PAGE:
The Task Force is comprised of state agencies and statewide organizations with a known interest and/or expertise in early childhood issues. Currently 23 organizations have named representatives to the Task Force.The Task Force agreed to three initial activities: an assessment of member interests and priorities, an update of the PFC Outcomes Tool, and identification of the gaps in responding to early childhood outcomes. Following those activities, the Task Force is charged with making recommendations to the Partners for Children collaborative.
- Assessment Process- A profile has been
developed that summarizes the current efforts, resources,
priorities and future plans of the Task Force as they relate to
early childhood issues.
- Identify the gaps in responding to early childhood outcomes- a draft list of challenges has been developed based on input from Task Force members.
- Identify short and long term deliverables
for each of the three activity areas.
- Crafting a message to the public and policymakers.
- Developing a list of the Building Blocks of healthy early
- Developing a blue-print for cross system action.
- Work in small groups or as a committee of the whole.
- Schedule meetings in June, July/August, September, October and
December to complete work and develop recommendations. (Sub group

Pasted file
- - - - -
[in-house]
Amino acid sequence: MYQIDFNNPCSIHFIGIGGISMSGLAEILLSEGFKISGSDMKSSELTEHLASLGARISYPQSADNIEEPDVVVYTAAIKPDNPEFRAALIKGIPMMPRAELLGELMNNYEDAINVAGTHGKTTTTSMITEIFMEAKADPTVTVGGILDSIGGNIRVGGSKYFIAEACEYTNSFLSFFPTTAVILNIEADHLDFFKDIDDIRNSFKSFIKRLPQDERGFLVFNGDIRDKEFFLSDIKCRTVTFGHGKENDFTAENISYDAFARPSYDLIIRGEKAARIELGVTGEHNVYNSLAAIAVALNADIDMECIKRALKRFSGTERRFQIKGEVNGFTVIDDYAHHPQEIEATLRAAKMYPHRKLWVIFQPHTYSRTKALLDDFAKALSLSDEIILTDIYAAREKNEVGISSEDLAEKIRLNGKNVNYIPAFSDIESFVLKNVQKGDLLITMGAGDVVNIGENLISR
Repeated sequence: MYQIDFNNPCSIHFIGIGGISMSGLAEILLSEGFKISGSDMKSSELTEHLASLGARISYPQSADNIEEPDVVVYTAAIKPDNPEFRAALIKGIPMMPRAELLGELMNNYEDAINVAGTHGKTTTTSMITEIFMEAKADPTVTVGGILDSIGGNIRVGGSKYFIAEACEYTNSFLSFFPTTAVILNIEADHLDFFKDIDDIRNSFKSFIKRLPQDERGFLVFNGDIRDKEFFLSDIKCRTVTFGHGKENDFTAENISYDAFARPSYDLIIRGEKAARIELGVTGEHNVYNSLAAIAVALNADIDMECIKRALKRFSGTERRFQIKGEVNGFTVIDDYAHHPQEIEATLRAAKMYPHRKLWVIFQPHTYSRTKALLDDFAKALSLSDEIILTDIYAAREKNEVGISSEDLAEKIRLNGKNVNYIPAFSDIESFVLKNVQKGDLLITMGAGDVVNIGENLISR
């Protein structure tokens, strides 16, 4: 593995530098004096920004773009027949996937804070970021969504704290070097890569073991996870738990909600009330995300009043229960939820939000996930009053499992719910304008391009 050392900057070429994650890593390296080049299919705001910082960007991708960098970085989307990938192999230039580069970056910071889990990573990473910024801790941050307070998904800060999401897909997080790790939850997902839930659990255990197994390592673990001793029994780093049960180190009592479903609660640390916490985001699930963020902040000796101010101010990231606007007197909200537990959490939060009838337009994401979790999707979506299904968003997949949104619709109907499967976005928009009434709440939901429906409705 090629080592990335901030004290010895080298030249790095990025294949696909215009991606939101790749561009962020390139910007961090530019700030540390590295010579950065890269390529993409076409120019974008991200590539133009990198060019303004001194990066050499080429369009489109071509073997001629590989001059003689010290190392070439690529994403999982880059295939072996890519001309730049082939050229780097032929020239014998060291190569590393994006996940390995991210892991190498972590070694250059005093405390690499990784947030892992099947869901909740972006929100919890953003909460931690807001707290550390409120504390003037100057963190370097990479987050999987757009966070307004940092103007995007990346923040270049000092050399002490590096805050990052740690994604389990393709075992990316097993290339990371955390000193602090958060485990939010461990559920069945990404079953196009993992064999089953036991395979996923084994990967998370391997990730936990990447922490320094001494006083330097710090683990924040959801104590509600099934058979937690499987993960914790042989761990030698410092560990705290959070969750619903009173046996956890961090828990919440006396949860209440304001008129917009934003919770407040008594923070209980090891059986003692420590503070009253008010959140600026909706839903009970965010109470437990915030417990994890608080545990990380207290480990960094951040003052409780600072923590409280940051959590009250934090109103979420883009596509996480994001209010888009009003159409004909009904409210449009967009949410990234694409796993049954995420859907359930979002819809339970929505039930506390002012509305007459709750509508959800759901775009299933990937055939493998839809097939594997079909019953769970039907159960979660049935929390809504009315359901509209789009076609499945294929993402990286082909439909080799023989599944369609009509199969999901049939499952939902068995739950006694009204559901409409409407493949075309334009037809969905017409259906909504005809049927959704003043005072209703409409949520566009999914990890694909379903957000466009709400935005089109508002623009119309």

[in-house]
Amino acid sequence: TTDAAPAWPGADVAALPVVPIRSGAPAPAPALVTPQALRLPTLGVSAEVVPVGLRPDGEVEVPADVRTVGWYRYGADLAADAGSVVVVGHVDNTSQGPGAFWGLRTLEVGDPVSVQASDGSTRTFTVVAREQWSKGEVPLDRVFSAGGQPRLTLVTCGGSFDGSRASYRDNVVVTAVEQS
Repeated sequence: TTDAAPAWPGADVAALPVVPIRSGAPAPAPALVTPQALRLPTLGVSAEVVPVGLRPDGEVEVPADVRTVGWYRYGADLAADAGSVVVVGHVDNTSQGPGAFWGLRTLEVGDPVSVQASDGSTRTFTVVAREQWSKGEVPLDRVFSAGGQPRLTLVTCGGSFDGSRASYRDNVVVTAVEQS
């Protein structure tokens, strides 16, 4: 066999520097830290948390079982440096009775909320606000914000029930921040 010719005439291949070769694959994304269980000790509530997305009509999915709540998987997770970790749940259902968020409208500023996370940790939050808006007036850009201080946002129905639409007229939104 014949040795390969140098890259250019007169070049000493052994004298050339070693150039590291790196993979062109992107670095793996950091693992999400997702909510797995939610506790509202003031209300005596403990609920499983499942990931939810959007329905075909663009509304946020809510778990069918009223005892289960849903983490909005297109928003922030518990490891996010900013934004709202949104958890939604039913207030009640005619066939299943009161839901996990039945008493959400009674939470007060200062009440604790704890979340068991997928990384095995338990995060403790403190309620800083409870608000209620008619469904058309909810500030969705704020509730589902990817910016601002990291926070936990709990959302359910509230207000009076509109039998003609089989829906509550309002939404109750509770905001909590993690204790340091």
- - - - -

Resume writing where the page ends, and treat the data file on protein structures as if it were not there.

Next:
meetings may be scheduled in addition to the proposed Task Force
meetings at the option of the members)
| Look at the National Benchmark Survey ,
What Grown-Ups Understand About
The survey points out where adults have a
reasonable understanding of child development and, perhaps even more
importantly, where there are the most significant information gaps
and greatest levels of misundertanding.
The Consultative Group on Early
Childhood Care and Development
This site includes a document entitled
Arguments in Support of Early Childhood Care and Development.
|From Neurons to Neighborhoods
The Science of Early Childhood Development
Following is the executive summary of the above book brought to our attention by Success By 6 Task Force member Chris
Kus. He described this as a recent publication from the National Research Council, Institute of Medicine that will help us in developing Task Force priorities.
The book From Neurons to
Neighborhoods The Science of Early Childhood
Development (2000) was put together by the Committee on Integrating
the Science of Early Childhood Development. The charge to the
committee was "to update scientific knowledge about the nature of
early development and the role of early experiences, to disentangle
such knowledge from erroneous popular beliefs or misunderstandings,
and to discuss the implications of this knowledge base for early
childhood policy, practice, professional development, and